As tasty as cilantro, basil, and parsley are, the herb world has way more to offer than the three green darlings that make our fresh salsas, caprese salads, and pizzas taste so much better. Three we love cooking with that often get passed by for those mainstays are tarragon, dill (it’s good for way more than potato salad!), and lemon balm. Learn how to use them with these tips.
Tarragon While the French adore tarragon, we Americans haven’t fallen quite as hard for it—not yet at least. Tarragon’s thin, pointy leaves have an anise flavor that plays well with all kinds of dishes, especially French ones. Try introducing tarragon to your kitchen with herb omelets, hollandaise on eggs Benedict, or white wine vinaigrettes. Once you’re in the know, you’ll find yourself whisking your new favorite herb into scrambled eggs, mincing leaves into white bean soups, or finishing roasted chicken with tarragon butter. You can even infuse vinegar with a couple of sprigs. Keep in mind that tarragon’s flavor can vary from quite strong to mild, depending on growing conditions and age. Always taste a leaf from your bunch before you start cooking to adjust how much you want to use. (Image: Susan Nye – Around the Table)
Dill Along with parsley and cilantro, dill belongs to the carrot family, but its lacey look sets it apart from the flat leaves of its cousins. Though dill’s flavor isn’t exactly subtle, its taste is mellow enough that you can use the herb in great quantities without overwhelming your dish and use it as a garnish on just about anything. We often see the needle-like leaves on platters of smoked salmon, but dill’s bright, clean flavor enhances any fish, whether it’s cured, smoked, or fresh. Likewise, fresh cheeses and yogurt benefit from dill’s flowery flavor, as do eggs. Feel like a vegetable dish is lacking? Add dill. It’s the perfect match for fennel, celery, and carrots. Lesser known than the leaf, dill seeds preserve the fresh herb’s same bright flavor and can be ground up and added to dishes. (Image: Simply Smoothie)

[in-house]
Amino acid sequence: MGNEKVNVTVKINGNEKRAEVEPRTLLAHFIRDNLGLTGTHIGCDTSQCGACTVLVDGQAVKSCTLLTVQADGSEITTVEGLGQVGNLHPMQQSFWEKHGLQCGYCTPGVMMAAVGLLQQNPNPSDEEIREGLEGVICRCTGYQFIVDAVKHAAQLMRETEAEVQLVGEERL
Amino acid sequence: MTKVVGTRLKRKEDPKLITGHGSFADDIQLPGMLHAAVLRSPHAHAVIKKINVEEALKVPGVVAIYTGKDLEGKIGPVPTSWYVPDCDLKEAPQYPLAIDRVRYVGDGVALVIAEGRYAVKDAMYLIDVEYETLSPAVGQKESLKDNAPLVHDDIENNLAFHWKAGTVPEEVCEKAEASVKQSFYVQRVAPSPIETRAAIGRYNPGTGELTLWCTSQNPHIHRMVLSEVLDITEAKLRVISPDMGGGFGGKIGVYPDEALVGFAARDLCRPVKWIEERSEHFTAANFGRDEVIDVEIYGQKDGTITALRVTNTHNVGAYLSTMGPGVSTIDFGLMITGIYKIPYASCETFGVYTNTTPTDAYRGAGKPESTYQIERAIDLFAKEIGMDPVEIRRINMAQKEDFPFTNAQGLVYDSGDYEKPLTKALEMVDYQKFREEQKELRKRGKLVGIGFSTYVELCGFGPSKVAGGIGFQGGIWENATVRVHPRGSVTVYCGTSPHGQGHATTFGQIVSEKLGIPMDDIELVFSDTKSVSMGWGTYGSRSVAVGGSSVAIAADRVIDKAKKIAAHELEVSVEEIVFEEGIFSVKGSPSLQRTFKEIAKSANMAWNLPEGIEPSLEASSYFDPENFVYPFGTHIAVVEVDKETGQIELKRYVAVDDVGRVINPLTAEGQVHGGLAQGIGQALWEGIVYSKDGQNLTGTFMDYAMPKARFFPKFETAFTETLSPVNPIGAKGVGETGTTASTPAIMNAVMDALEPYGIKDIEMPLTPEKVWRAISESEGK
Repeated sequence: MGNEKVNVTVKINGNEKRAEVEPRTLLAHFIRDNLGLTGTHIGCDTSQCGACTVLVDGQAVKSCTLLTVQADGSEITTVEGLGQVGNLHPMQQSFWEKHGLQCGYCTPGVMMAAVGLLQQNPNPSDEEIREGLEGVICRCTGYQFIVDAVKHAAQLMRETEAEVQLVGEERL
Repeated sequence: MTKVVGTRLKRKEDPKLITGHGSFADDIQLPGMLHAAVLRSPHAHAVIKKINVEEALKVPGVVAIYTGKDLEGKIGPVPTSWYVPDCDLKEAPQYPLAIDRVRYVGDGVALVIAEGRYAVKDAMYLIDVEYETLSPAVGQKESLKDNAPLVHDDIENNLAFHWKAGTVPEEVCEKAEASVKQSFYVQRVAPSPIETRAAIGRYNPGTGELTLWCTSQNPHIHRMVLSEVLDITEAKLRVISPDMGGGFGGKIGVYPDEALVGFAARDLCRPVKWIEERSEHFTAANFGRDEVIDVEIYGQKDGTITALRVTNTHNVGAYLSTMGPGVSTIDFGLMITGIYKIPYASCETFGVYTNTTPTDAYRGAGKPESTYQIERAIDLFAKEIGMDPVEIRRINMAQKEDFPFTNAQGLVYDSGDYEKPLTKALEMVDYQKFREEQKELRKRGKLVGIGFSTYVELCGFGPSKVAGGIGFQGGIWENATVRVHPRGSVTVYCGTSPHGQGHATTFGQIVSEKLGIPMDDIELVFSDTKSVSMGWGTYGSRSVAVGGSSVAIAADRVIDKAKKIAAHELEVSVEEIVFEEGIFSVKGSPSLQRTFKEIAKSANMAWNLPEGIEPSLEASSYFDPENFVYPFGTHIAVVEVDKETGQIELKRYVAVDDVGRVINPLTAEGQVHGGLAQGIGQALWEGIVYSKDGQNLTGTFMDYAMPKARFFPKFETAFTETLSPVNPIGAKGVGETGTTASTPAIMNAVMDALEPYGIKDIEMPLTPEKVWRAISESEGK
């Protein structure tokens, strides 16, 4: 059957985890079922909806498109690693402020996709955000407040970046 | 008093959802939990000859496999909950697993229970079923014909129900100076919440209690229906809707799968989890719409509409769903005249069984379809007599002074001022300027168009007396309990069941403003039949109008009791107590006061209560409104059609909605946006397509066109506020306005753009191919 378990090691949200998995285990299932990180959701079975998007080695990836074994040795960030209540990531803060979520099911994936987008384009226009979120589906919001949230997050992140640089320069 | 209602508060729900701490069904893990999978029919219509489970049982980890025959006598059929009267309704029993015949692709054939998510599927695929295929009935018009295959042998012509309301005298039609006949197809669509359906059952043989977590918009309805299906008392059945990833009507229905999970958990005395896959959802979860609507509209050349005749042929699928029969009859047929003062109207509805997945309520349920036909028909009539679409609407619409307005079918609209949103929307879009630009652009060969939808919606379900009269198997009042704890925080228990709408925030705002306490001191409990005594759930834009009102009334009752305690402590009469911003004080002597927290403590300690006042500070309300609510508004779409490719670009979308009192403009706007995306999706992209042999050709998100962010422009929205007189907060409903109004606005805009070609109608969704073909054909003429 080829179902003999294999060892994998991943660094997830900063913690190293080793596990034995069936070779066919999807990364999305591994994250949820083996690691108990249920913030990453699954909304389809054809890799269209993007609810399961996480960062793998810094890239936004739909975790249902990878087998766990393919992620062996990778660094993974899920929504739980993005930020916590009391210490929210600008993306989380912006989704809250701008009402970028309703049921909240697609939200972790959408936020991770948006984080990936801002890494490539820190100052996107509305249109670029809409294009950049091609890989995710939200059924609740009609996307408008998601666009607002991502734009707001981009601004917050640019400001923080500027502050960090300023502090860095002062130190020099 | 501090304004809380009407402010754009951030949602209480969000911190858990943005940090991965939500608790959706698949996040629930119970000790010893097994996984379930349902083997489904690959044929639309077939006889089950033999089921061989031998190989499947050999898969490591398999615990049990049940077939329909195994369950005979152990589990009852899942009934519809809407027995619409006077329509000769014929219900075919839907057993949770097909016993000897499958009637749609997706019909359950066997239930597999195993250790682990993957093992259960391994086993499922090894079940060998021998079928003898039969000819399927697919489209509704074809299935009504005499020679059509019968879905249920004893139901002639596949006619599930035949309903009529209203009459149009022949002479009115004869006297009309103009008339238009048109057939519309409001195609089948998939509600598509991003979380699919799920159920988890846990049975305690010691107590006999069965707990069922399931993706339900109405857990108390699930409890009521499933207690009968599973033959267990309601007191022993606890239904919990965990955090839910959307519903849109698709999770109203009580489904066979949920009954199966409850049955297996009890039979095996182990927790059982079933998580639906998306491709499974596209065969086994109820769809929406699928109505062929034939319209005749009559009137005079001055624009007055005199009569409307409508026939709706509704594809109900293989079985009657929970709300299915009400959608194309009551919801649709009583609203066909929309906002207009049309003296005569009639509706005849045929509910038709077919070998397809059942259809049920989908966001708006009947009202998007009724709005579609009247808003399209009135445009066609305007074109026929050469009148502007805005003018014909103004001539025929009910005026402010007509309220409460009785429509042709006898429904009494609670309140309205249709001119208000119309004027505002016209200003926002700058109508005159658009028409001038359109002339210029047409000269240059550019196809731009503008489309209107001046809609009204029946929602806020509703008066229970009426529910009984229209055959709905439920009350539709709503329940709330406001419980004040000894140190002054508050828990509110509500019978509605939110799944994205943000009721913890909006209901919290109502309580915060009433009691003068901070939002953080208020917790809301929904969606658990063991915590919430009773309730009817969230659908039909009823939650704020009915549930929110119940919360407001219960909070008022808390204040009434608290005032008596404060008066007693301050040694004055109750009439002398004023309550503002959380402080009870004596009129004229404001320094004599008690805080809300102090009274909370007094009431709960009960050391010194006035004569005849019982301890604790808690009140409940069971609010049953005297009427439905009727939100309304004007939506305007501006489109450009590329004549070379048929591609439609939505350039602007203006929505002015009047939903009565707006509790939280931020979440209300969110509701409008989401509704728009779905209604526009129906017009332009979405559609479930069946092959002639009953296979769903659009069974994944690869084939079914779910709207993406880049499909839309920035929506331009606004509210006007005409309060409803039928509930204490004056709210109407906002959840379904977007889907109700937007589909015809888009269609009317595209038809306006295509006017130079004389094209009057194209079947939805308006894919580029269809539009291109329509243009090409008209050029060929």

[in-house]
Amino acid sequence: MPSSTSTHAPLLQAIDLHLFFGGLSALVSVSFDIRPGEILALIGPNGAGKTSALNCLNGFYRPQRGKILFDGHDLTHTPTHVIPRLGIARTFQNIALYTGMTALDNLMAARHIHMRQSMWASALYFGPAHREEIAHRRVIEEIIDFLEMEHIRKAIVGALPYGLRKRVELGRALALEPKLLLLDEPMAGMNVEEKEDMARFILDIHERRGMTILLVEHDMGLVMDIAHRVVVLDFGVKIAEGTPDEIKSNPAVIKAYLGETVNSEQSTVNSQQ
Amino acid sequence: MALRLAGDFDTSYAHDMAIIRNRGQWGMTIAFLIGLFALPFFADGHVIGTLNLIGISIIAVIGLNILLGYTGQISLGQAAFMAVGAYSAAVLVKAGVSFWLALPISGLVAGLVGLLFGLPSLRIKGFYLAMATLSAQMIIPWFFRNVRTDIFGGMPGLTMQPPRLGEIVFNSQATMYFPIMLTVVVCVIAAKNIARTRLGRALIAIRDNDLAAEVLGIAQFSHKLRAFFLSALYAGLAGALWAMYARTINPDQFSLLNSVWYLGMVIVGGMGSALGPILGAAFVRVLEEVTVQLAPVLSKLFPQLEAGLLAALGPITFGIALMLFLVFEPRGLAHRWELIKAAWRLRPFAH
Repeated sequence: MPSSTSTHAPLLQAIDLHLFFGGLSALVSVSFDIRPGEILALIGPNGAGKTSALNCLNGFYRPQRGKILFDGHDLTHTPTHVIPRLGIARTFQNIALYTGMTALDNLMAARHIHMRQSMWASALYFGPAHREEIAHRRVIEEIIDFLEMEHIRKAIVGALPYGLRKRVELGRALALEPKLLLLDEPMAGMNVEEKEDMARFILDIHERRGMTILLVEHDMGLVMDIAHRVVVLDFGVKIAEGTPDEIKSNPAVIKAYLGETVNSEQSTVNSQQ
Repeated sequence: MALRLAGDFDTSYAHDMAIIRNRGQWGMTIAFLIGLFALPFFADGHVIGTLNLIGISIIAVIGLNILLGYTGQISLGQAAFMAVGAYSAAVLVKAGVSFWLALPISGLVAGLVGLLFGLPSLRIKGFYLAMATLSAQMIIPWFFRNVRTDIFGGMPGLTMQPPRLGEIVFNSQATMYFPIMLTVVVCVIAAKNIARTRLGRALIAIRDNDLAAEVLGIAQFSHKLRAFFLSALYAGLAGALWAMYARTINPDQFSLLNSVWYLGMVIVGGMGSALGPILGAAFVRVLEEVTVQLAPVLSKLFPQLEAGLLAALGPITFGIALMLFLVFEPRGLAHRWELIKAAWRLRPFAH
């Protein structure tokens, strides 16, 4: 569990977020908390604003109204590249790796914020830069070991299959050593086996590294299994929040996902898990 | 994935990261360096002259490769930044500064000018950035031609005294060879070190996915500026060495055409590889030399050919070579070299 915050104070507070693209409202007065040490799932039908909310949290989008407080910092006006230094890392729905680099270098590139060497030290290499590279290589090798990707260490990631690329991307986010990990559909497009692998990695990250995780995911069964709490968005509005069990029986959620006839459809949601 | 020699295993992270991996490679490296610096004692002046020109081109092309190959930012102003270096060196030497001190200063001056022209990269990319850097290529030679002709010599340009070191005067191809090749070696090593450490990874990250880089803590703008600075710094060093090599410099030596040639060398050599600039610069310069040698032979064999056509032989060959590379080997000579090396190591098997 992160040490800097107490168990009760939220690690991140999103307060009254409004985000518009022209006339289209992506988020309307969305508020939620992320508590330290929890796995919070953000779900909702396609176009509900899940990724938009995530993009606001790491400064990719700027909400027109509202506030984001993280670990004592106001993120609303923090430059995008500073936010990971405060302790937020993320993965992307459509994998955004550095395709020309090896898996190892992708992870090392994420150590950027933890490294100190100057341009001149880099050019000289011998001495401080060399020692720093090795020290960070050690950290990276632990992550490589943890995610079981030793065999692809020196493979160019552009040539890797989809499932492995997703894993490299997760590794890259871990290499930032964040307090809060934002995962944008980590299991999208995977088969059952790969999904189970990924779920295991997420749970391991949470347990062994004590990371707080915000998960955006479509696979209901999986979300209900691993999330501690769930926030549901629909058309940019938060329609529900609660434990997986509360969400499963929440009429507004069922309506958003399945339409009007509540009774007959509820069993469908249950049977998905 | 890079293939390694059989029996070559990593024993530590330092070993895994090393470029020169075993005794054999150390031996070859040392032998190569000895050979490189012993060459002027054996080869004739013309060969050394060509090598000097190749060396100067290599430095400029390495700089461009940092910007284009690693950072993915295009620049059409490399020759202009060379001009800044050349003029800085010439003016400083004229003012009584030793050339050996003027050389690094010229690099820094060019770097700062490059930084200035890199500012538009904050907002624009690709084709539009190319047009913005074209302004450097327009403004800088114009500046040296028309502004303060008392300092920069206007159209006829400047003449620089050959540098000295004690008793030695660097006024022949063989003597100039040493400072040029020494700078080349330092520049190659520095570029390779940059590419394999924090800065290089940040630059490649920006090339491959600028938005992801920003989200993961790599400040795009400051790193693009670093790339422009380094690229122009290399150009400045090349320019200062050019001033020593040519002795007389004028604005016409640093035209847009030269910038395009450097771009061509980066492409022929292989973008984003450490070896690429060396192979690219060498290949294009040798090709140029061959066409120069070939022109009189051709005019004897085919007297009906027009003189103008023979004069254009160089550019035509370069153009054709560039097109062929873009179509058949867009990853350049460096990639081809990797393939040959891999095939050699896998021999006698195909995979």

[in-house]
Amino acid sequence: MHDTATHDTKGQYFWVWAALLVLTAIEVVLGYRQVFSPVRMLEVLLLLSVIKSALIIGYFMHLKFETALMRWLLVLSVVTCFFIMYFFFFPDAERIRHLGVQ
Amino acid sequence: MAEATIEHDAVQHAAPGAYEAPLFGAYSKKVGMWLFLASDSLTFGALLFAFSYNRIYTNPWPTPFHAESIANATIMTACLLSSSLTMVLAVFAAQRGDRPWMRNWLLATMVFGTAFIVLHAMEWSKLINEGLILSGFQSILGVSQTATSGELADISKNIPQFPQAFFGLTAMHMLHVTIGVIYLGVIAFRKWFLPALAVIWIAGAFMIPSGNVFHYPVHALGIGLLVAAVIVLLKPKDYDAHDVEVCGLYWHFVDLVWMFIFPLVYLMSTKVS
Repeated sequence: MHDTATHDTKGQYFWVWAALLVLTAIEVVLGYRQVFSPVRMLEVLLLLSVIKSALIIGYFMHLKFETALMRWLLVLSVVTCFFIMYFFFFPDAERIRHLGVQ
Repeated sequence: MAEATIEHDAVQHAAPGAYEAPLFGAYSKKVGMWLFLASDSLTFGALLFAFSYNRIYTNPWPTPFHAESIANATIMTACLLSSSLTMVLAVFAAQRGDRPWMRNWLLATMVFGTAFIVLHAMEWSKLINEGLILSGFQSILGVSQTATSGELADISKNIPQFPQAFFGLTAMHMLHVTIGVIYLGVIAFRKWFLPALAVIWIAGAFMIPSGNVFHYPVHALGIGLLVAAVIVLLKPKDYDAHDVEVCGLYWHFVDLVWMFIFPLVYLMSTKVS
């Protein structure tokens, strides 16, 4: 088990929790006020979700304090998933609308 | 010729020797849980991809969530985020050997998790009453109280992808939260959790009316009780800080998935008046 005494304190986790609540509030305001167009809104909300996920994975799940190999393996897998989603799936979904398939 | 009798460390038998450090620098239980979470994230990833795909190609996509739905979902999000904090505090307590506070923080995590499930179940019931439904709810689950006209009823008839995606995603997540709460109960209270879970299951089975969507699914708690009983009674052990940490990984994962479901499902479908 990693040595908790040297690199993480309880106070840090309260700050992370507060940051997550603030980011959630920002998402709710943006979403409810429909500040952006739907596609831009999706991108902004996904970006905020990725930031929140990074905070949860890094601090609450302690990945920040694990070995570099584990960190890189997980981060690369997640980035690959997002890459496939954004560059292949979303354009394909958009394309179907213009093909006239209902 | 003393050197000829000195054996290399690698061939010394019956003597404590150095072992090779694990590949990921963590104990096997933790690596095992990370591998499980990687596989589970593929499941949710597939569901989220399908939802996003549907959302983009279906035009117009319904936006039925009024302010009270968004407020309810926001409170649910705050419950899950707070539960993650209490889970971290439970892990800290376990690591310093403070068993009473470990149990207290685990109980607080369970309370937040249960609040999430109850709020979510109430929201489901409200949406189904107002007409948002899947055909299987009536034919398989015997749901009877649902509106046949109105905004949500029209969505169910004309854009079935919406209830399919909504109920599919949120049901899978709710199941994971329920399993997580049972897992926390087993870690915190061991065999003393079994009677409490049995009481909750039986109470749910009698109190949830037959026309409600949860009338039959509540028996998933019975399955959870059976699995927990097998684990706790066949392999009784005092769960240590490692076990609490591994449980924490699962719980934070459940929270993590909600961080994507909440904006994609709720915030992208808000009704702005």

Lemon Balm Though its leaves look like mint, this herb tastes like lemon. Like many of the more delicate herbs, lemon balm loses much of its flavor during cooking, so you want to add chopped or torn leaves only when finishing a dish. Lemon balm is a great match for fish and chicken dishes, but you don’t have to limit yourself to savory foods. Its citrus flavor makes lemon balm a nice complement to stone fruits and berries and many desserts, like panna cotta or lemon curd. You can also use lemon balm to brew an herbal tea. Grab a handful per cup, then crumple them slightly with your fingers to release the oils. Steep in hot, but not boiling, water for about 10 minutes, then drink immediately or cool and serve over ice. (Image: Body Enlightenment)